In Part 1 of Athletic Hip Pain I discussed how I found a niche for treating athletes with hip pain after understanding Cibulka’s1 literature of manipulating the SI Joint/Lumbar spine. In part 2, I want to expand on this and discuss 2 cases of patients I recently treated.
The first case was exactly like my previous. I evaluated the patient. I manipulated the patient. They got better very quickly. Everyone was happy.
The second case started out like the others. I evaluated the patient. I manipulated the patient. There was no change in symptoms. This is where the impact occurs beyond where the immediately applicable literature would lead us.
The first thing to recognize is the common pattern that occurs in these athletes. Janda’s cross syndrome states there is often hypertonic anterior hip musculature with inhibition of posterior hip musculature. What would make sense is that we would stretch the anterior hip and strengthen the posterior hip. Unfortunately, these patients are often difficult and many times it is not that easy.
Here’s the test I like to use. I have the patient perform side lying hip abduction, prone hip extension, or even a bridge. I then assess by looking, listening, and feeling.
- Look: I watch the patient and note any abnormal compensatory motions
- Listen: I ask the patient where they are feeling the contraction of muscles
- Feel: I palpate what is contracting. Is it what I expect or is there a compensation?
Often what we find with these patients is that not only are they weak, but there is an abnormal muscle firing pattern and core stability issues. Let’s start with core stability.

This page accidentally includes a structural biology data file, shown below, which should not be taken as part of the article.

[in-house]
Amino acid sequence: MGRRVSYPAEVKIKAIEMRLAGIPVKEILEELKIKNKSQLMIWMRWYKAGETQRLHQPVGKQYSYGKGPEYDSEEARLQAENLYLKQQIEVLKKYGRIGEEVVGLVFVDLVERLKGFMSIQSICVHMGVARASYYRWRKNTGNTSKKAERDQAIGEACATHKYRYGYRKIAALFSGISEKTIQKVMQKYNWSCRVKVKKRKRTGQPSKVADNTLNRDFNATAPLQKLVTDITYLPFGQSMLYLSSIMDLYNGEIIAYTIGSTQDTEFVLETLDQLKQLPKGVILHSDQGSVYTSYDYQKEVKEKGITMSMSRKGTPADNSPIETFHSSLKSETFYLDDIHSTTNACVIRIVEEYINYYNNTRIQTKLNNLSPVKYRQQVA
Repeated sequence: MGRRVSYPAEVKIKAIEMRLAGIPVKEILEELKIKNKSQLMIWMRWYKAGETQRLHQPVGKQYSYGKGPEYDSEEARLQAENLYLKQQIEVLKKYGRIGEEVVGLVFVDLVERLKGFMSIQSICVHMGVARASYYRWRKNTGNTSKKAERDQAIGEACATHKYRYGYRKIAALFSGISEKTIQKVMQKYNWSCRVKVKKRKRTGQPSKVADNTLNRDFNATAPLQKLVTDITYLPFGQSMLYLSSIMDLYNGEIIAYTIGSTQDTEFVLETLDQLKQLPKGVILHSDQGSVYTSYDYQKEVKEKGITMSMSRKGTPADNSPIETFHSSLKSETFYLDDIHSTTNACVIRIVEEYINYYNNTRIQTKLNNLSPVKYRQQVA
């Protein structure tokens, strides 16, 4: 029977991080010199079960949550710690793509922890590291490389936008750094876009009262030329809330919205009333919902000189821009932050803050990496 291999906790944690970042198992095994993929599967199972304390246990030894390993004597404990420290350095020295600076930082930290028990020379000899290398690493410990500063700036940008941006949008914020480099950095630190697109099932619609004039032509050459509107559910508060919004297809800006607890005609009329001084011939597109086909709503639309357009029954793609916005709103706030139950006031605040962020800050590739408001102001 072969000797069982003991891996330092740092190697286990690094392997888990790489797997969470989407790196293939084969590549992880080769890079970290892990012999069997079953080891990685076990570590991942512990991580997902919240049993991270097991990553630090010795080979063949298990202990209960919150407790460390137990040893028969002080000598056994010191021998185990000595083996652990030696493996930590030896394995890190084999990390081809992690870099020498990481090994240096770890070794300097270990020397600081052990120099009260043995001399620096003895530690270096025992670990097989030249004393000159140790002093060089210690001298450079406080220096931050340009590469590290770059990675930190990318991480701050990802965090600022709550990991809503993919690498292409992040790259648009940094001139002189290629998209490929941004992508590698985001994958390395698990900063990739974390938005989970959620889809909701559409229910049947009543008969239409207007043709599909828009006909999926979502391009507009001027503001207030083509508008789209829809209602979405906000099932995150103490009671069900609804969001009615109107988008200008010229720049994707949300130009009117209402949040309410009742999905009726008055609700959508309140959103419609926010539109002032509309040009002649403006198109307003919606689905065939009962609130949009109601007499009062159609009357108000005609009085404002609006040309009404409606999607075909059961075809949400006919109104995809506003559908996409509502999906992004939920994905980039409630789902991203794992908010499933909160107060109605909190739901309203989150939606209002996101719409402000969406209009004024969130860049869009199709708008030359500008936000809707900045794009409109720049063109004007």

Core stability is often thought of as planks and sit-ups, or some other variation of these activities. What the core is really responsible for is providing a stable base for the hip musculature to attach. I describe it to patients in this manner:
Imagine you are firing a cannon off a canoe. Will the cannon ball fire forward or will the canoe shoot backwards? This is what occurs when our hip moves on an unstable core. Instead of the hip moving with a strong base, the pelvis tilts, twists, and deforms to the load. So how do we fix it? Assuming there are no substantial mobility impairments, a great way of fixing this is to use a biofeedback device (such as a blood pressure cuff) and ensuring your patient understands why you are stressing this small movement. You can watch us discussing this during a small excerpt from the ACE Online Hip Course in the video below.
The other issue we discussed is an abnormal firing pattern. This won’t make sense until you look, listen, and feel with your patients. Try having some of these patients perform a side lying hip abduction and assess. You would expect the gluteus medius and minimus to contract, but often you will notice these individuals fire their TFLs and hip flexors. This can be a complicated issue, but we can fix it!
Let’s use the TFL as an example. The TFL’s actions are typically described to be hip flexion, abduction, and internal rotation. The gluteus medius actions are hip abduction, extension, and external rotation. What if we were to force the gluteus medius to contract, resulting in TFL inhibition? We can do that! We can take advantage of reciprocal inhibition in these patients. If the patient isometrically pushes into hip extension (gluteus medius) and maintains this throughout side lying hip abduction (or a side lying clam), the TFL has no choice but to relax.
These 2 steps are 2 of the primary steps I used in case 2 to get results with my athlete with hip pain. Of course, there were mobility impairments and we also progressed well past these simple table exercises, but these laid the foundation for a successful progression.
Try these out with your athletes with hip pain this week and let me know how it goes! If you’re interested in hearing more, check out our YouTube Page for mobility drills or Hip Pain: Complete Management from Start to Finish – Part 1 (approved for PTs/PTAs in MD, DE, PA; Approved Nationwide for Athletic Trainers).
- Cibulka MT, Delitto A. A comparison of two different methods to treat hip pain in runners. J Orthop Sports Phys Ther. 1993;17(4):172-176.